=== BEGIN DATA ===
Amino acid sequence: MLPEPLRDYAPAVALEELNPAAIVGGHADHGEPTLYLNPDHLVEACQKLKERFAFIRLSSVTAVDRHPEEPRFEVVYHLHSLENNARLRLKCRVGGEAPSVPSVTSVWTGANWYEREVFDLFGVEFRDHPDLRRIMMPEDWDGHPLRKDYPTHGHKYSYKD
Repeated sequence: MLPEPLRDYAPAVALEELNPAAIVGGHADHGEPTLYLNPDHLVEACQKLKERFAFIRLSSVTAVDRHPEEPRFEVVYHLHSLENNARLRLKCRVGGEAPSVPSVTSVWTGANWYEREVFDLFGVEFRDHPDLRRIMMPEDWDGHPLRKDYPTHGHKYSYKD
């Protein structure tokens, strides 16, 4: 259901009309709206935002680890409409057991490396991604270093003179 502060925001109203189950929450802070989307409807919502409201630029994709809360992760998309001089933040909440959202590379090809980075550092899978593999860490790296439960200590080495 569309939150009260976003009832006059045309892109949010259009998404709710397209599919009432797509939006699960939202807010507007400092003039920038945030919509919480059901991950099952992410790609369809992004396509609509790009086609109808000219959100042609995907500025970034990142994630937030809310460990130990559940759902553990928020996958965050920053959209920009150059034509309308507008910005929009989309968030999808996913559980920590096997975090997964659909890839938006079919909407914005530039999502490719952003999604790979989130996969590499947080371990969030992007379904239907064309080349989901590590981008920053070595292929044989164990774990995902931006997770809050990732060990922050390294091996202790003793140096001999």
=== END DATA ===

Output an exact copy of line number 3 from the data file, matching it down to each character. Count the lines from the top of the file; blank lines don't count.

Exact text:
């Protein structure tokens, strides 16, 4: 259901009309709206935002680890409409057991490396991604270093003179 502060925001109203189950929450802070989307409807919502409201630029994709809360992760998309001089933040909440959202590379090809980075550092899978593999860490790296439960200590080495 569309939150009260976003009832006059045309892109949010259009998404709710397209599919009432797509939006699960939202807010507007400092003039920038945030919509919480059901991950099952992410790609369809992004396509609509790009086609109808000219959100042609995907500025970034990142994630937030809310460990130990559940759902553990928020996958965050920053959209920009150059034509309308507008910005929009989309968030999808996913559980920590096997975090997964659909890839938006079919909407914005530039999502490719952003999604790979989130996969590499947080371990969030992007379904239907064309080349989901590590981008920053070595292929044989164990774990995902931006997770809050990732060990922050390294091996202790003793140096001999």